A dispersion control knob 250 is mounted within the first notch 239. The control knob 250 comprises a finger pull 252 from which extend opposing and parallel first and second flanges 254 and 256 to define a control vane channel 258. The first flange 254 is slightly shorter in length than the second flange 256. The end of the second flange 256 terminates in opposed mounting tabs 260 and 262, between which is mounted a link pin 264. The control knob 250 is mounted to the control vane 238 by snap-fitting the control vane 238 into the control vane channel 258 so the first and second flanges 254, 256 of the control knob 250 are disposed within the first notch 239 of the control vane 238.

The control vane 238 is coupled to the connector air vanes 244 and 245 by first and second links 266 and 268. The first link 266 comprises a hook 270 connected to a downwardly stepped portion 272 having a link aperture 274. The amount of downward step is substantially equal to the thickness of the first link 266. The second link 268 also has a hook portion 276 and a link aperture 278, but does not have a downwardly stepped portion. The first link 266 is connected to the control knob 250 by snap-fitting the hook 270 to the link pin 264. The second link 268 is connected to the control knob 250 by snap-fitting the hook 276 to the link pin 264 below the first link 266. When the first link 266 and second link 268 are mounted in this orientation, the hook apertures 274 and 278 are at substantially the same vertical position along the rear edge of the control vane 238. Each of the first link 266 and second link 268 are connected to one of the immediately adjacent vertical air vanes 218 by snapping the control link boss 248 into the link apertures 274 and 278. The remaining vertical air vanes 218 are connected as first and second end sets 238a and 238b by horizontal links 280. The horizontal links 280 have horizontal link apertures 282, which are spaced the same distance as the vertical air vanes 218. The horizontal link bosses 246 are snap-fitted into the horizontal link apertures 282.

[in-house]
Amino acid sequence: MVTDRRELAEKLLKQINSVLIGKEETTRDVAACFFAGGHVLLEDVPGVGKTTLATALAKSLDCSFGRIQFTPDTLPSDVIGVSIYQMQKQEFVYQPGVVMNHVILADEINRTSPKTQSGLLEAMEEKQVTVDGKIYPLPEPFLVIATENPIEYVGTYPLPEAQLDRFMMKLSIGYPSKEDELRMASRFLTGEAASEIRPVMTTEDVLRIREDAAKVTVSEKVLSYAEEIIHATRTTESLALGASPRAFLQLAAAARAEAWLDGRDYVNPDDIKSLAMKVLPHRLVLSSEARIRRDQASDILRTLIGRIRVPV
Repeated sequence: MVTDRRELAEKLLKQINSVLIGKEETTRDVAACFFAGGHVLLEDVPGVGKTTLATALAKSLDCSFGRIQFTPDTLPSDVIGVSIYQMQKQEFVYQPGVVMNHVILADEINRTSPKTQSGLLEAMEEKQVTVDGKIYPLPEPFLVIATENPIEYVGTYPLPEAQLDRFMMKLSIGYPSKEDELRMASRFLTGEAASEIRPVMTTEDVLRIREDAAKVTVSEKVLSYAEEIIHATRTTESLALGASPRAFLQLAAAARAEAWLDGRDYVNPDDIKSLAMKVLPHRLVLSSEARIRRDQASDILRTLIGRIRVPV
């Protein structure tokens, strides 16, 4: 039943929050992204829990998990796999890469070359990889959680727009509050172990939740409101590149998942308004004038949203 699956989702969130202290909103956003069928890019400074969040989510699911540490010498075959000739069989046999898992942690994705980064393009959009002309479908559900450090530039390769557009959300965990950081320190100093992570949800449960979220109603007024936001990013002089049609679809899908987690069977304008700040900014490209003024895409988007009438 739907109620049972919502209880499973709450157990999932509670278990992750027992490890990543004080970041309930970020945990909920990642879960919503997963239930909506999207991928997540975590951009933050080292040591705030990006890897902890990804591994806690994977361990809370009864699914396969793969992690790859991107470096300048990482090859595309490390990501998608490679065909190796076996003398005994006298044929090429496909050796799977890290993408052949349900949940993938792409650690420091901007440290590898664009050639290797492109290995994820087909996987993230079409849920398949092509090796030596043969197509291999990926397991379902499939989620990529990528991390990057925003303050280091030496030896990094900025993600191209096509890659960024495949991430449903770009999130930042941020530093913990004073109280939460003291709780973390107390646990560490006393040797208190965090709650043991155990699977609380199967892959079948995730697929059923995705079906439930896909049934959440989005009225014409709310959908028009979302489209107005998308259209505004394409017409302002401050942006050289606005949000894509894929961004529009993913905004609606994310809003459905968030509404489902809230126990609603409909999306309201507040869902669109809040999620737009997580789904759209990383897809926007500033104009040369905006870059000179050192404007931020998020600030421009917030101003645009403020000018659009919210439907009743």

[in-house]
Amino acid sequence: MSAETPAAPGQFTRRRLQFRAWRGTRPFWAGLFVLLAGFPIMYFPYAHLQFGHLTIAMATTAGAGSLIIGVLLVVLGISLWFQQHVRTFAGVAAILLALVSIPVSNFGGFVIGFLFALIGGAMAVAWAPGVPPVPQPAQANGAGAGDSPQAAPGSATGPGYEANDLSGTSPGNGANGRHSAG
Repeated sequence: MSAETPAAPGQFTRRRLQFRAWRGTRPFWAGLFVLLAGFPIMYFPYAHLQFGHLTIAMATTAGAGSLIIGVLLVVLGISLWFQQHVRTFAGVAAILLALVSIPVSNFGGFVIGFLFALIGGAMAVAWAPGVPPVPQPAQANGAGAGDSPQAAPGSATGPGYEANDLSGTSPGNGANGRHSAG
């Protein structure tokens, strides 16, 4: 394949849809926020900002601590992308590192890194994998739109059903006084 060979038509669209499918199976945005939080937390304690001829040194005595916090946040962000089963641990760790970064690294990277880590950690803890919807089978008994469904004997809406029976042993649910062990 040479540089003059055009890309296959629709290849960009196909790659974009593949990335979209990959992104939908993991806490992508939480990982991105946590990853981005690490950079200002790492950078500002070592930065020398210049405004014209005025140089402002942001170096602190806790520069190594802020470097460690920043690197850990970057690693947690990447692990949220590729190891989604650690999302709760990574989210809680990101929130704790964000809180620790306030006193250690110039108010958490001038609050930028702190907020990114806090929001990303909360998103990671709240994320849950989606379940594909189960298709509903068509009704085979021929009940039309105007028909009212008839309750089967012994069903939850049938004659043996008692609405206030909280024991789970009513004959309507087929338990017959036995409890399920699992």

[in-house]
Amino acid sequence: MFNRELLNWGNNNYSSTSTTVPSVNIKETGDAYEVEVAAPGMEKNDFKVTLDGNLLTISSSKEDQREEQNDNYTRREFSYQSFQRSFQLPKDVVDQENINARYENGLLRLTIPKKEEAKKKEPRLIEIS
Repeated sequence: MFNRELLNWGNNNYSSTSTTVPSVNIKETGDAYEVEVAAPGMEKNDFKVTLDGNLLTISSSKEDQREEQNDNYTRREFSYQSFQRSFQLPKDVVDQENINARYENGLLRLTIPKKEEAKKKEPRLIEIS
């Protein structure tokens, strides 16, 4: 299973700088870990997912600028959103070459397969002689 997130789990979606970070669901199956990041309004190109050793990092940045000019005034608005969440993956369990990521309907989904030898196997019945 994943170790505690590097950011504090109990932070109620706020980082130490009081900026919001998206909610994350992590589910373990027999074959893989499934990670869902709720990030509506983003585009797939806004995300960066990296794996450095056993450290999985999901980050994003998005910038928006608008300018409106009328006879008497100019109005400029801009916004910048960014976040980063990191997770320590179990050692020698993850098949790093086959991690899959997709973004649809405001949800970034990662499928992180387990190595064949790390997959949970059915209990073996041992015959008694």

The air vent 210 can be operated in a neutral or a diffused mode. In the neutral mode, the link pin 264 is substantially aligned and parallel with the horizontal link bosses 246 for each vertical air vane 218 so the horizontal links 280, first link 266 and second link 268 are aligned. Thus, when the control vane 238 is rotated about the vertical axis 236 by lateral manipulation of the control knob 250, the air vanes 218 correspondingly rotate in parallel to control the lateral direction of a concentrated stream of the air emitted from the air vent 210 outlet opening.